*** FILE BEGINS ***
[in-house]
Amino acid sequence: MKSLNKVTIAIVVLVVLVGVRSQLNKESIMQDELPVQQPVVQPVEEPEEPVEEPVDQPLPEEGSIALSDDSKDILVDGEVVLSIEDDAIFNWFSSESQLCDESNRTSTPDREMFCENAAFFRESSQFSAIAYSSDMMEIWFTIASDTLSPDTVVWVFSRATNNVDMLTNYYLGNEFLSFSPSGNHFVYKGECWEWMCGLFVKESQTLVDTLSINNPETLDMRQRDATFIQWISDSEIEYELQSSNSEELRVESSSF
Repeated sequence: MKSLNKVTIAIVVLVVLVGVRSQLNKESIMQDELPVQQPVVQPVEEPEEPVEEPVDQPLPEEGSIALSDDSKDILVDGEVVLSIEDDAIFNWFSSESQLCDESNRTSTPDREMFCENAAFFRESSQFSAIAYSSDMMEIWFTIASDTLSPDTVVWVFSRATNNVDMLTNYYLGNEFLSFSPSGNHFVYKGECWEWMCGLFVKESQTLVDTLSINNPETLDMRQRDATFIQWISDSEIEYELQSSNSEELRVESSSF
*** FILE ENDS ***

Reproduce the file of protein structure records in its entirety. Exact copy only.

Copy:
[in-house]
Amino acid sequence: MKSLNKVTIAIVVLVVLVGVRSQLNKESIMQDELPVQQPVVQPVEEPEEPVEEPVDQPLPEEGSIALSDDSKDILVDGEVVLSIEDDAIFNWFSSESQLCDESNRTSTPDREMFCENAAFFRESSQFSAIAYSSDMMEIWFTIASDTLSPDTVVWVFSRATNNVDMLTNYYLGNEFLSFSPSGNHFVYKGECWEWMCGLFVKESQTLVDTLSINNPETLDMRQRDATFIQWISDSEIEYELQSSNSEELRVESSSF
Repeated sequence: MKSLNKVTIAIVVLVVLVGVRSQLNKESIMQDELPVQQPVVQPVEEPEEPVEEPVDQPLPEEGSIALSDDSKDILVDGEVVLSIEDDAIFNWFSSESQLCDESNRTSTPDREMFCENAAFFRESSQFSAIAYSSDMMEIWFTIASDTLSPDTVVWVFSRATNNVDMLTNYYLGNEFLSFSPSGNHFVYKGECWEWMCGLFVKESQTLVDTLSINNPETLDMRQRDATFIQWISDSEIEYELQSSNSEELRVESSSF